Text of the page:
Home-price growth climbed to a record in June, as robust demand continued to outpace the number of homes on the market.
The S&P CoreLogic Case-Shiller National Home Price Index, which measures average home prices in major metropolitan areas across the nation, rose 18.6% in the year that ended in June, up from a 16.8% annual rate the prior month. June marked the highest annual rate of price growth since the index began in 1987.
Home prices have skyrocketed this year, as the inventory of homes for sale remains well below typical levels and ultralow interest rates have spurred demand. Homes listed for sale this spring and summer routinely received multiple offers and sold above asking price.
The Case-Shiller index, which measures repeat-sales data, reports on a two-month delay. Since June, the housing-market frenzy has slowed slightly, though prices continue to rise at a rapid pace. The median existing-home sales price in July rose 17.8% from a year earlier to $359,900, the National Association of Realtors said earlier this month.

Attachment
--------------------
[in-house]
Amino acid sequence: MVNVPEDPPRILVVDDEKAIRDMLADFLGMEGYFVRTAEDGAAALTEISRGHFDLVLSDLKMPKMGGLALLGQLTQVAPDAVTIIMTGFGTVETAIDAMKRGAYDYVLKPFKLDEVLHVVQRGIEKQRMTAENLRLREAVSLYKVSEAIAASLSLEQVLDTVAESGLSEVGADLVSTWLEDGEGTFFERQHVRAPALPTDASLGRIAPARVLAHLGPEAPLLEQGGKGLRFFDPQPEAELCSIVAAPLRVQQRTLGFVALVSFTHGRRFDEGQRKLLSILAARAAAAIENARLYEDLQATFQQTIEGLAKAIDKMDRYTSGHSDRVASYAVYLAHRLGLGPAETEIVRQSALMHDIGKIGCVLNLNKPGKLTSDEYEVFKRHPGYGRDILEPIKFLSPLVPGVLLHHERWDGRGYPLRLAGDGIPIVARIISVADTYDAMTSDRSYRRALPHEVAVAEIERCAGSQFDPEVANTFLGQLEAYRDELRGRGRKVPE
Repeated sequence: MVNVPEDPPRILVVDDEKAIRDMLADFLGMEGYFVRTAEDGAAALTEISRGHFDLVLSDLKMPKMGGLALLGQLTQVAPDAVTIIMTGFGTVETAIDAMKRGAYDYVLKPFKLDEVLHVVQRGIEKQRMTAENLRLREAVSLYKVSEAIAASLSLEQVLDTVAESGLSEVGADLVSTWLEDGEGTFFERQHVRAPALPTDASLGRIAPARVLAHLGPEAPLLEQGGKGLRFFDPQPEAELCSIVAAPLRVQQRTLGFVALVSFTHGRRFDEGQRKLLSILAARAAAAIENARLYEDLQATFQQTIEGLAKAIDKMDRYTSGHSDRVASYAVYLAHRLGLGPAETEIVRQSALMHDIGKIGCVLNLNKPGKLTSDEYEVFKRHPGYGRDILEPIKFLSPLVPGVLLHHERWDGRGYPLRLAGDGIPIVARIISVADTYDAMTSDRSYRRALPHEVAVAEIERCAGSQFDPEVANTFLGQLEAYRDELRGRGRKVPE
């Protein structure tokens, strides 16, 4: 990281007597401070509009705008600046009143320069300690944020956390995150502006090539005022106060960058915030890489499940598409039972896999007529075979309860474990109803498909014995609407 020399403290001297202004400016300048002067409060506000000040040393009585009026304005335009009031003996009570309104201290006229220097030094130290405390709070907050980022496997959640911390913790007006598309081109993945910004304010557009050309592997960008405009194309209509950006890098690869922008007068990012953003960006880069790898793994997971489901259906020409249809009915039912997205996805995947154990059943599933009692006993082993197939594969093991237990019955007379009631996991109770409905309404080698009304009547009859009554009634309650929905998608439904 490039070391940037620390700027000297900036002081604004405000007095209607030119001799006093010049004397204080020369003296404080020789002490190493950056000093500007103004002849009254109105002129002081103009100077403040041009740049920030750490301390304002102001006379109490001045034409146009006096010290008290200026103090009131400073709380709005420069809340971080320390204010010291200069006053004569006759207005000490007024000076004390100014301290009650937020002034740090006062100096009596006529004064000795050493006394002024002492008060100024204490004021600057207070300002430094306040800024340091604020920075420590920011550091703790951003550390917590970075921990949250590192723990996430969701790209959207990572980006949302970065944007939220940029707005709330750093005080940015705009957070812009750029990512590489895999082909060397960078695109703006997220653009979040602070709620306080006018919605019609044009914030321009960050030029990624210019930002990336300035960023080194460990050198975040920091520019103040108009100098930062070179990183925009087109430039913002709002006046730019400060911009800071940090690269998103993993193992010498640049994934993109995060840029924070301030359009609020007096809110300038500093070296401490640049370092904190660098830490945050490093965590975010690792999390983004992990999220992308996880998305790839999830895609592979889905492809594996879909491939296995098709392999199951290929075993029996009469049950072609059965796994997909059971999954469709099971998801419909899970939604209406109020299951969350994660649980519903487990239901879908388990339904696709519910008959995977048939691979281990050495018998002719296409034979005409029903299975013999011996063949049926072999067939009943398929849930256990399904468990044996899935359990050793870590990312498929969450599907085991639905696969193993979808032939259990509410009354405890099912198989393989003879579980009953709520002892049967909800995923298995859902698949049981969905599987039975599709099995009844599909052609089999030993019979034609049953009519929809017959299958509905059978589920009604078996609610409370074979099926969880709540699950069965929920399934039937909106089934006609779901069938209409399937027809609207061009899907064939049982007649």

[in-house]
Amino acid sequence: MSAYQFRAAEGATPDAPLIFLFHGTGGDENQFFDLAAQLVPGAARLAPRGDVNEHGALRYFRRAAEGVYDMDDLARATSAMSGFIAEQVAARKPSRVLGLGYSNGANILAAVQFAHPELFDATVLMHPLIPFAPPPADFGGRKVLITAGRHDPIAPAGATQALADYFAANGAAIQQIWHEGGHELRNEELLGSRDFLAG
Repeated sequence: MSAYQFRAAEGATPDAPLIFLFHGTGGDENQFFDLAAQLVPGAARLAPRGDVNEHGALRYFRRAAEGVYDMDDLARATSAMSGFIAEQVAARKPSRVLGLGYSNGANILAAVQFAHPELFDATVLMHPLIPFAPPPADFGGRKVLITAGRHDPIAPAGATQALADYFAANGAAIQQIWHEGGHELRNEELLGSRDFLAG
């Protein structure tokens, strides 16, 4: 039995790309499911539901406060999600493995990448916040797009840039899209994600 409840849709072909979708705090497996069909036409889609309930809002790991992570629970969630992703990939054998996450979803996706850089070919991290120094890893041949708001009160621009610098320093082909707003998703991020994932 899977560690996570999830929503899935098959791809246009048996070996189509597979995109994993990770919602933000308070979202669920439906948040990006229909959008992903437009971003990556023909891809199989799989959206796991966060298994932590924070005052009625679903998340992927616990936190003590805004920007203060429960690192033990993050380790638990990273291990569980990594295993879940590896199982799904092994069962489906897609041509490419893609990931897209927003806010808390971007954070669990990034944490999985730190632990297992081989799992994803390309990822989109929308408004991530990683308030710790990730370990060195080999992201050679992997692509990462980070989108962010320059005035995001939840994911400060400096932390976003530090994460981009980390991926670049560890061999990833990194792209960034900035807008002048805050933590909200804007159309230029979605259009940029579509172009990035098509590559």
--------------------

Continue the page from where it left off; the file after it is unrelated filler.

A dicey situation reminiscent of the dot-com bubble may be unfolding on Wall Street.
According to BTIG’s Julian Emanuel, the market’s record price action is mimicking late 1999, and it could spark a 10% to 20% correction within the next month.
“Be very much aware of the fact that if and when it reverses, the consequences could be severe,” the firm’s chief equity and derivatives strategist told CNBC’s “Trading Nation” on Monday.
On Monday, the S&P 500 saw its 53rd record close of the year and tech-heavy Nasdaq saw its 32nd. Meanwhile, the Dow is a fraction of one percent away from its record high.
WASHINGTON—The severe economic downturn caused by the Covid-19 pandemic last year weighed on the financial health of Social Security, but not nearly as much as many forecasters originally feared, according to new projections of the program’s finances.
Trustees for the Social Security trust fund in an annual report released Tuesday said the program is expected to pay benefits that exceed its income in 2021, the same as it anticipated last year at the outset of the pandemic.
While the pandemic had a significant impact on the program, the trustees said, they expect Social Security’s reserves to be depleted by 2034, only one year sooner than they estimated in their April 2020 report. Once the reserves are exhausted, benefits would be reduced automatically unless Congress steps in to shore up the program, which lawmakers have done previously.